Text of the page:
Tax evasion rampant

Failure by African countries to tackle and reform financial secrecy and tax havens results in rampant tax evasion and shifts the tax burden to the poor.

A study conducted by the African Forum and Network on Debt and Development in eight sub Saharan African countries, including Zimbabwe, has found that the majority of high net worth individuals evade tax due to weak systems.

Major short-comings in personal income tax systems placed an unfair burden on employees, said senior policy officer Tirivangani Mutazu in Harare last week. “Such loopholes provide opportunities for higher earning, self-employed people to evade tax. Low income tax thresholds do not protect the poor, according to the study,” he said.

The study emphasised the need to enforce the registration of all small and medium businesses and follow them up on payment of tax.

Exempt past debts

“SMEs should be offered amnesty for past tax debts. Government should invite them to come forward and pay taxes, and introduce lower tax rates for the informal sector. The nation should be educated to develop a culture of paying taxes. Incidences of bribery of ZIMRA officials and under declaring of goods to reduce customs duty and the challenge faced to effectively tax the informal sector all point to this need,” read the report.

ZIMRA to blame

Studies have shown that $50 billion annually is lost through tax evasion in Africa. Zimbabwe is ranked 13 on the list of African countries losing a lot of tax revenue and the AFRODAD estimates that the country lost close to $12 billion over the past three decades in uncollected tax.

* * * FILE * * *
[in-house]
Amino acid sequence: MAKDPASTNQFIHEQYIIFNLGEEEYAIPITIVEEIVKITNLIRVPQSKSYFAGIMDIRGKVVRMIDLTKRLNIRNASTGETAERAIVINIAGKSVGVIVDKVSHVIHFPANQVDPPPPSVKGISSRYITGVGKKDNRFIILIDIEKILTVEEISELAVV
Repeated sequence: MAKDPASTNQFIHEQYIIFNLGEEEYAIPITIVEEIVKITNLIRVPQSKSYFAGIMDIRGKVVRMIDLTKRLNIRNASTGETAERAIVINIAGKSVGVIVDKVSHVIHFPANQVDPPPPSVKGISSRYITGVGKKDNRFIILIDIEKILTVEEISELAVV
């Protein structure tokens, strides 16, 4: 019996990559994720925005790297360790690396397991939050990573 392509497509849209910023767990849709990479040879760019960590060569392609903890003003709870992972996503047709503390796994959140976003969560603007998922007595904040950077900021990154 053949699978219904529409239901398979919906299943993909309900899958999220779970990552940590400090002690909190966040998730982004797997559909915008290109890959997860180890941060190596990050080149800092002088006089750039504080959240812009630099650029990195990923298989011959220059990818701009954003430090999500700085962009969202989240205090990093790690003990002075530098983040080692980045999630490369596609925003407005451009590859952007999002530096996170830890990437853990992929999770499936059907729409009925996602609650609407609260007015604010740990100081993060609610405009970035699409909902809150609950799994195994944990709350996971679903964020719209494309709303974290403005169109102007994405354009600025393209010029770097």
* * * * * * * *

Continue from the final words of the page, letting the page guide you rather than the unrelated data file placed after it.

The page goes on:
An earlier study commissioned by AFRODAD entitled: “What has Tax got to do with Development: A Critical Look at Zimbabwe, Mozambique and Lesotho’s Taxation Systems,” established that revenue collection in Zimbabwe is poor due to the weaknesses in policies that regulate tax compliance.

Poor revenue collection was attributed to failure by the Zimbabwe Revenue Authority to effectively monitor business transactions. The study noted that Zimbabwe had failed to attract investment over the past decade and official development assistance had been little resulting in over-reliance on taxes for revenue generation.

“The country is not benefiting from its membership in regional trade agreements because of the slow recovery of industry. Trade deficits on the regional front makes it difficult to effectively engage in trade with other African countries,” says the report.

The study established that government was aware of its short-comings especially in the mining sector and had proposed reforms in the legislation to increase revenue collection. But many of the reforms, such as the draft Income Tax Act, still have to go through Parliament. And it is not clear how the lack of expertise in the Ministry of Finance and ZIMRA will be addressed.

“It was acknowledged that the informal sector should be brought into the tax net but not much progress has been made on this,” reported the study.

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